Hosea's life is the prophet's message. He takes as his wife a harlot. He care for her, and provides for her, but she continues to return to her lovers. When children are born, Hosea names them "Not my children."
The allegory of Hosea's life is the way God has picked Israel, and yet Israel has not remained faithful to God. In today's section (Hosea 2), the wife of Hosea fails to realize it is Hosea who provides her with flax and oils. She believes these came from her lovers.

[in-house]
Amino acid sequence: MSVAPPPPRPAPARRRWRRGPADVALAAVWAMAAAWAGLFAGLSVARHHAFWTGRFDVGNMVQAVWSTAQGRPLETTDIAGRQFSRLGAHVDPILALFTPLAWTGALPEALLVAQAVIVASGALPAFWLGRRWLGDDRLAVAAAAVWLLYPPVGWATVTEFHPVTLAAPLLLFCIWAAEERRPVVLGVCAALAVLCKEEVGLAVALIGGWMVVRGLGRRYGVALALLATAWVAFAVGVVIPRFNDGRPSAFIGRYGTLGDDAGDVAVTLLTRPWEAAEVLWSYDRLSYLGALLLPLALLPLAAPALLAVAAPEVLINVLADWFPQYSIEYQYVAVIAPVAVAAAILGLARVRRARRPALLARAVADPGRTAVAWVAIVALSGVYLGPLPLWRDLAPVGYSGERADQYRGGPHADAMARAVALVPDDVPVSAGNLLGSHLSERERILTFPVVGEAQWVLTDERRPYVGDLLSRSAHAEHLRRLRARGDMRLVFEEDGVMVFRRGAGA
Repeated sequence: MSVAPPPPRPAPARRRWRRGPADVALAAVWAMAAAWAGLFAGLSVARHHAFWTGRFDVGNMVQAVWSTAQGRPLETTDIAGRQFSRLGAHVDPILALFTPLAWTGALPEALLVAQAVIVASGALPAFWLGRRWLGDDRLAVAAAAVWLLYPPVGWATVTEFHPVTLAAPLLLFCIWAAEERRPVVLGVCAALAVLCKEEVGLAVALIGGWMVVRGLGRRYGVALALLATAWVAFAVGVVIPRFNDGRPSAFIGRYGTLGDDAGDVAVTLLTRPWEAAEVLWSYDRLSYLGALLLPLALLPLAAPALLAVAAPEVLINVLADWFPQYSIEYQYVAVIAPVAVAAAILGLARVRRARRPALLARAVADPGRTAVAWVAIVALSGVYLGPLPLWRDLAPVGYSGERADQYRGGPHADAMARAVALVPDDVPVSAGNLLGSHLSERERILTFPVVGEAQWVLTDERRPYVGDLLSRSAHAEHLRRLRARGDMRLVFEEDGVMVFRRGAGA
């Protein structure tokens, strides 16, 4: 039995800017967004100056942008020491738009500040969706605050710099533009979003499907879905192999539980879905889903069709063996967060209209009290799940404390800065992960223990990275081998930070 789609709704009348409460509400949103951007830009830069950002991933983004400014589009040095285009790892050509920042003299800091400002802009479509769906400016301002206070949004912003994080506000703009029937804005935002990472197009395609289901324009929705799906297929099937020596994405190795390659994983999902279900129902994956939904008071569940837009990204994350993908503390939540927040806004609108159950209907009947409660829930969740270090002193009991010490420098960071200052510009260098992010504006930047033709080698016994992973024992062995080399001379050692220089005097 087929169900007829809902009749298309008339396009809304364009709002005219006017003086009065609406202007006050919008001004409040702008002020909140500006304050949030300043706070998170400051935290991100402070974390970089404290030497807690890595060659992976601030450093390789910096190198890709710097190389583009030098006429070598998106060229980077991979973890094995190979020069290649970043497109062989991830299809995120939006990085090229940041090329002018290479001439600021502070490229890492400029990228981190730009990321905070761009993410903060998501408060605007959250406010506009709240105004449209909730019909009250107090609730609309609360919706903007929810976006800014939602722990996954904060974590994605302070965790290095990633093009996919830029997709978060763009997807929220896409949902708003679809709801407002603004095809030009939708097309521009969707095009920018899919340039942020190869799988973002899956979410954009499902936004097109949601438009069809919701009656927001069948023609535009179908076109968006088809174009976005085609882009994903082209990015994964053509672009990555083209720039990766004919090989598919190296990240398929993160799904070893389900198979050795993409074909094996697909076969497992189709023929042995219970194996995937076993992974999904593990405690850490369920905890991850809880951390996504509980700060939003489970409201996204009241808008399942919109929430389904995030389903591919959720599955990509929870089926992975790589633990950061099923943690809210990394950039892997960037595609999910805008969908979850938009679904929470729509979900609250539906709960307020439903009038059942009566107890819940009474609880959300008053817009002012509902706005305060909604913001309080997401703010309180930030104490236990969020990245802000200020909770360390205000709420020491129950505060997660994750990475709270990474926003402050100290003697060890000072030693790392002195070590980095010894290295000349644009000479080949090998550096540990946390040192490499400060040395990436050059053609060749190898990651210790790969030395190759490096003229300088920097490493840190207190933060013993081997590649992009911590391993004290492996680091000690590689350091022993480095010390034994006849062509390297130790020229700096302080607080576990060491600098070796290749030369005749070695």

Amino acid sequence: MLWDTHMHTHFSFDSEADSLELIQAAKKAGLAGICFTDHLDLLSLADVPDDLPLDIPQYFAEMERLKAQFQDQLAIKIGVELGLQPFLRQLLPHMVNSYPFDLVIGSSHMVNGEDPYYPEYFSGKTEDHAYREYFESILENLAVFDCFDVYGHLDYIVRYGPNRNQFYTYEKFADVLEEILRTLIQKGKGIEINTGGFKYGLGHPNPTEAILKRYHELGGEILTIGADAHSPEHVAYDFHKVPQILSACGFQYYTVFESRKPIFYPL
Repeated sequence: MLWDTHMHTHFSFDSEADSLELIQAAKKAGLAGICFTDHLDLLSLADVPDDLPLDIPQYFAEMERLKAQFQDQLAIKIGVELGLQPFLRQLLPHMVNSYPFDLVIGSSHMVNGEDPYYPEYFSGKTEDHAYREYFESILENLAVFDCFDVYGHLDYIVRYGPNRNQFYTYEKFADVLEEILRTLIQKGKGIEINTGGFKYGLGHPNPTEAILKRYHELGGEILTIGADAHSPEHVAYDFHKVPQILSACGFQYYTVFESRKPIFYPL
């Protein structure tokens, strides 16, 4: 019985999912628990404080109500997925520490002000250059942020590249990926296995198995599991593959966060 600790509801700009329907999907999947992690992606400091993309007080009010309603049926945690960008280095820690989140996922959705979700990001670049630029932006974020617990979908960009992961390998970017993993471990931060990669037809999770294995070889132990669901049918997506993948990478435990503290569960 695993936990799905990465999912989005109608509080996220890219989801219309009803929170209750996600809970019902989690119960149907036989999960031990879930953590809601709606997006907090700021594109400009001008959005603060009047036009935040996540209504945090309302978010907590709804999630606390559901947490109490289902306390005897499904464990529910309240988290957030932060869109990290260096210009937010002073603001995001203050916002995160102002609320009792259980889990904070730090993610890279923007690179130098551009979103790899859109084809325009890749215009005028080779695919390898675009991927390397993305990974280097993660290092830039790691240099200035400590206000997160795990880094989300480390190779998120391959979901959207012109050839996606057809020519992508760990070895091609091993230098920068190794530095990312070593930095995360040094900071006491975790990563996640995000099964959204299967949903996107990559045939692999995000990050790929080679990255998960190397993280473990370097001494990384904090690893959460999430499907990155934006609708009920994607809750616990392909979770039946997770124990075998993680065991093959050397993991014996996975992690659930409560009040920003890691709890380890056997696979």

Do we fail to recognize from where come our food and clothing, family and home? Do we take credit for our possessions as if they were something we had earned? Truly, you do work hard and your efforts merit you many honors, but all this is emerging from a foundation of which you had no part in building.
The Small Catechism reminds us that God provides house and home, food and clothing, and even "daily work." Remembering this, leads to our giving thanks for these gifts. Remembering this, instructs us as to how we ought to share that which has first been given to us.